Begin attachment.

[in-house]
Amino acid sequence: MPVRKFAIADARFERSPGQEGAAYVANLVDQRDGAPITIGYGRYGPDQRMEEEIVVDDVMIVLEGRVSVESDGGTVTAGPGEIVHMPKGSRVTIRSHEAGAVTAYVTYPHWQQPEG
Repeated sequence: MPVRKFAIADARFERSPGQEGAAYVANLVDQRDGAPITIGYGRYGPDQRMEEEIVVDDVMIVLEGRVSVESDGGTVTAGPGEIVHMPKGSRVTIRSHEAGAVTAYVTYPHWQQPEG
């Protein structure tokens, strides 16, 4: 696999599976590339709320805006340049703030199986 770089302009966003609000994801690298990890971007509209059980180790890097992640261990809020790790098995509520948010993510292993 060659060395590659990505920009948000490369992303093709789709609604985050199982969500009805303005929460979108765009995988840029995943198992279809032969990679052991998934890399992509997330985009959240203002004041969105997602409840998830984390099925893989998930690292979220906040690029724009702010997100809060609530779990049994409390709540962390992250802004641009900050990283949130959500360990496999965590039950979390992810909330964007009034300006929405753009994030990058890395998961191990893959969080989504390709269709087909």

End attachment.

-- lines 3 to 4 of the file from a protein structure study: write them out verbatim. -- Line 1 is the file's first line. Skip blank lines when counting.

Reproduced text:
Repeated sequence: MPVRKFAIADARFERSPGQEGAAYVANLVDQRDGAPITIGYGRYGPDQRMEEEIVVDDVMIVLEGRVSVESDGGTVTAGPGEIVHMPKGSRVTIRSHEAGAVTAYVTYPHWQQPEG
């Protein structure tokens, strides 16, 4: 696999599976590339709320805006340049703030199986 770089302009966003609000994801690298990890971007509209059980180790890097992640261990809020790790098995509520948010993510292993 060659060395590659990505920009948000490369992303093709789709609604985050199982969500009805303005929460979108765009995988840029995943198992279809032969990679052991998934890399992509997330985009959240203002004041969105997602409840998830984390099925893989998930690292979220906040690029724009702010997100809060609530779990049994409390709540962390992250802004641009900050990283949130959500360990496999965590039950979390992810909330964007009034300006929405753009994030990058890395998961191990893959969080989504390709269709087909």